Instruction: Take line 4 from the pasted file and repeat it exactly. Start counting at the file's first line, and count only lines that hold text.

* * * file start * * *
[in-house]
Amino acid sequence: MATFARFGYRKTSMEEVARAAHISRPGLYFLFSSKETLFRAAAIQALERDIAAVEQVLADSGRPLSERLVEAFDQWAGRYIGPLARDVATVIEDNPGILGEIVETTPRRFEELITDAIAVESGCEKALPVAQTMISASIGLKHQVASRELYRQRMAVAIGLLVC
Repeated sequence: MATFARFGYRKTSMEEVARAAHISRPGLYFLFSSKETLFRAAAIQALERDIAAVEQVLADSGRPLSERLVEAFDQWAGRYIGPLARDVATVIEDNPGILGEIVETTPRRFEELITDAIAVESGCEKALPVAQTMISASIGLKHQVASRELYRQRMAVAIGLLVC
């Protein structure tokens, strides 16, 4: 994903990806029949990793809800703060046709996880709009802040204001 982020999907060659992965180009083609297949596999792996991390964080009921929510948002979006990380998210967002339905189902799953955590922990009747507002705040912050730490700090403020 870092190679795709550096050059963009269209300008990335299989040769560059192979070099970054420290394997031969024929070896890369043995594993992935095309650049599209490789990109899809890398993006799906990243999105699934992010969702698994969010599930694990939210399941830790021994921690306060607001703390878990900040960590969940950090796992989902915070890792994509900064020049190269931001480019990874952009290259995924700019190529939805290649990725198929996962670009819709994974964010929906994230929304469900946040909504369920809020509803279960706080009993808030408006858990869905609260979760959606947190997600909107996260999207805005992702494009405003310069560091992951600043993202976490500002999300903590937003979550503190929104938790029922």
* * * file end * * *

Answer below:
């Protein structure tokens, strides 16, 4: 994903990806029949990793809800703060046709996880709009802040204001 982020999907060659992965180009083609297949596999792996991390964080009921929510948002979006990380998210967002339905189902799953955590922990009747507002705040912050730490700090403020 870092190679795709550096050059963009269209300008990335299989040769560059192979070099970054420290394997031969024929070896890369043995594993992935095309650049599209490789990109899809890398993006799906990243999105699934992010969702698994969010599930694990939210399941830790021994921690306060607001703390878990900040960590969940950090796992989902915070890792994509900064020049190269931001480019990874952009290259995924700019190529939805290649990725198929996962670009819709994974964010929906994230929304469900946040909504369920809020509803279960706080009993808030408006858990869905609260979760959606947190997600909107996260999207805005992702494009405003310069560091992951600043993202976490500002999300903590937003979550503190929104938790029922």